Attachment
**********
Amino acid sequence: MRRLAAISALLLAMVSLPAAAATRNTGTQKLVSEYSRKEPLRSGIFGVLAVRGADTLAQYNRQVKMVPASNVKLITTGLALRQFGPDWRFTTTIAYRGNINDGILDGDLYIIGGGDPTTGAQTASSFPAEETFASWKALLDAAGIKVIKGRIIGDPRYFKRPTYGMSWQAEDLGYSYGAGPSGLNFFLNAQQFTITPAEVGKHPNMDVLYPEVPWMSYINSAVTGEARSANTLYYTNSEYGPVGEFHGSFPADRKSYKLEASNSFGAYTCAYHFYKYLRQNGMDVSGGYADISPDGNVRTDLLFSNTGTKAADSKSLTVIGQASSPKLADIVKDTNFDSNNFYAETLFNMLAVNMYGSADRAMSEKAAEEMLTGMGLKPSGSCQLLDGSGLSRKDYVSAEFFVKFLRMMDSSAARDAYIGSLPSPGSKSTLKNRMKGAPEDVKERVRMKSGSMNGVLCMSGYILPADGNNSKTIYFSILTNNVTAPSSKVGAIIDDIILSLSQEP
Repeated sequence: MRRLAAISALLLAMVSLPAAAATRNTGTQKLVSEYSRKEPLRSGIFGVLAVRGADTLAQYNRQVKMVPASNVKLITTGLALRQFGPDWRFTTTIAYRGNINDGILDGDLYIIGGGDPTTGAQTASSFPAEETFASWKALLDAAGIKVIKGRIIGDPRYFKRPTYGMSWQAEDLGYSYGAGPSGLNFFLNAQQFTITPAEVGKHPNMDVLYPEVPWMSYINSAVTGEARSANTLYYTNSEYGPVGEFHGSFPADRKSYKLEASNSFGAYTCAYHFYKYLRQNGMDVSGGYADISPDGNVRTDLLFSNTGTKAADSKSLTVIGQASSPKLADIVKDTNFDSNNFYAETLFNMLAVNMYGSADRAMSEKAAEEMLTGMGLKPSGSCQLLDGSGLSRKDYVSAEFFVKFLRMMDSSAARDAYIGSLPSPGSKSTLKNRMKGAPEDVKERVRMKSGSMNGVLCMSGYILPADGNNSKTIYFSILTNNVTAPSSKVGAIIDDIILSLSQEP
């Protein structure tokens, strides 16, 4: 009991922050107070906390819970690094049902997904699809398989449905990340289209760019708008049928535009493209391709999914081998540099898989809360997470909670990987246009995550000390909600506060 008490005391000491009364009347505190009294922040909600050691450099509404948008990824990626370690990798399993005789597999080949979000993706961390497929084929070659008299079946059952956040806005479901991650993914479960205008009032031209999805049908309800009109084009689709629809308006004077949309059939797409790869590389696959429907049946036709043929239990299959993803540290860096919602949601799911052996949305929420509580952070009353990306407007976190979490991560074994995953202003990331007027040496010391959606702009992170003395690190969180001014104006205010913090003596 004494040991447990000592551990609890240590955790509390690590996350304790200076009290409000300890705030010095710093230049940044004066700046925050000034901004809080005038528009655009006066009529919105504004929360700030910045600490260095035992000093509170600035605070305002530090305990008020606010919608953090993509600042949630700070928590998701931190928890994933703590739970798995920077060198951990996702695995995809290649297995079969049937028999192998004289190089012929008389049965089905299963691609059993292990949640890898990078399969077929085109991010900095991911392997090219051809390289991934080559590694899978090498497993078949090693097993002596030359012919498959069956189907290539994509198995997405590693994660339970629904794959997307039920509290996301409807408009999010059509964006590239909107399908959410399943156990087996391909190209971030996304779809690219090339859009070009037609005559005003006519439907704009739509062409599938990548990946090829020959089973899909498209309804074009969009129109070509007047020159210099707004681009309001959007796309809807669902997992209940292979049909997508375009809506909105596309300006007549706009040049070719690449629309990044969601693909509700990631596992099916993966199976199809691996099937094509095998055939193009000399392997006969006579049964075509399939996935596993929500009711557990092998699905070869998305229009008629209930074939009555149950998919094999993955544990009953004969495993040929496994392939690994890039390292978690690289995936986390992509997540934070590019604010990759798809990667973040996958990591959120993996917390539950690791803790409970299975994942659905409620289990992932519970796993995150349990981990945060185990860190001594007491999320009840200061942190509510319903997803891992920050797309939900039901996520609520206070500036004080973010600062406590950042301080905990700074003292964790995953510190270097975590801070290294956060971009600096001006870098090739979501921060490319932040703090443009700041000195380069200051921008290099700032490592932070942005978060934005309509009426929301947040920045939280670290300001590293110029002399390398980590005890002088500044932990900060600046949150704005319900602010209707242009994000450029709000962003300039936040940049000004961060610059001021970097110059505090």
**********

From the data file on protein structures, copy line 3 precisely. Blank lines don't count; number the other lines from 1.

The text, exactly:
């Protein structure tokens, strides 16, 4: 009991922050107070906390819970690094049902997904699809398989449905990340289209760019708008049928535009493209391709999914081998540099898989809360997470909670990987246009995550000390909600506060 008490005391000491009364009347505190009294922040909600050691450099509404948008990824990626370690990798399993005789597999080949979000993706961390497929084929070659008299079946059952956040806005479901991650993914479960205008009032031209999805049908309800009109084009689709629809308006004077949309059939797409790869590389696959429907049946036709043929239990299959993803540290860096919602949601799911052996949305929420509580952070009353990306407007976190979490991560074994995953202003990331007027040496010391959606702009992170003395690190969180001014104006205010913090003596 004494040991447990000592551990609890240590955790509390690590996350304790200076009290409000300890705030010095710093230049940044004066700046925050000034901004809080005038528009655009006066009529919105504004929360700030910045600490260095035992000093509170600035605070305002530090305990008020606010919608953090993509600042949630700070928590998701931190928890994933703590739970798995920077060198951990996702695995995809290649297995079969049937028999192998004289190089012929008389049965089905299963691609059993292990949640890898990078399969077929085109991010900095991911392997090219051809390289991934080559590694899978090498497993078949090693097993002596030359012919498959069956189907290539994509198995997405590693994660339970629904794959997307039920509290996301409807408009999010059509964006590239909107399908959410399943156990087996391909190209971030996304779809690219090339859009070009037609005559005003006519439907704009739509062409599938990548990946090829020959089973899909498209309804074009969009129109070509007047020159210099707004681009309001959007796309809807669902997992209940292979049909997508375009809506909105596309300006007549706009040049070719690449629309990044969601693909509700990631596992099916993966199976199809691996099937094509095998055939193009000399392997006969006579049964075509399939996935596993929500009711557990092998699905070869998305229009008629209930074939009555149950998919094999993955544990009953004969495993040929496994392939690994890039390292978690690289995936986390992509997540934070590019604010990759798809990667973040996958990591959120993996917390539950690791803790409970299975994942659905409620289990992932519970796993995150349990981990945060185990860190001594007491999320009840200061942190509510319903997803891992920050797309939900039901996520609520206070500036004080973010600062406590950042301080905990700074003292964790995953510190270097975590801070290294956060971009600096001006870098090739979501921060490319932040703090443009700041000195380069200051921008290099700032490592932070942005978060934005309509009426929301947040920045939280670290300001590293110029002399390398980590005890002088500044932990900060600046949150704005319900602010209707242009994000450029709000962003300039936040940049000004961060610059001021970097110059505090």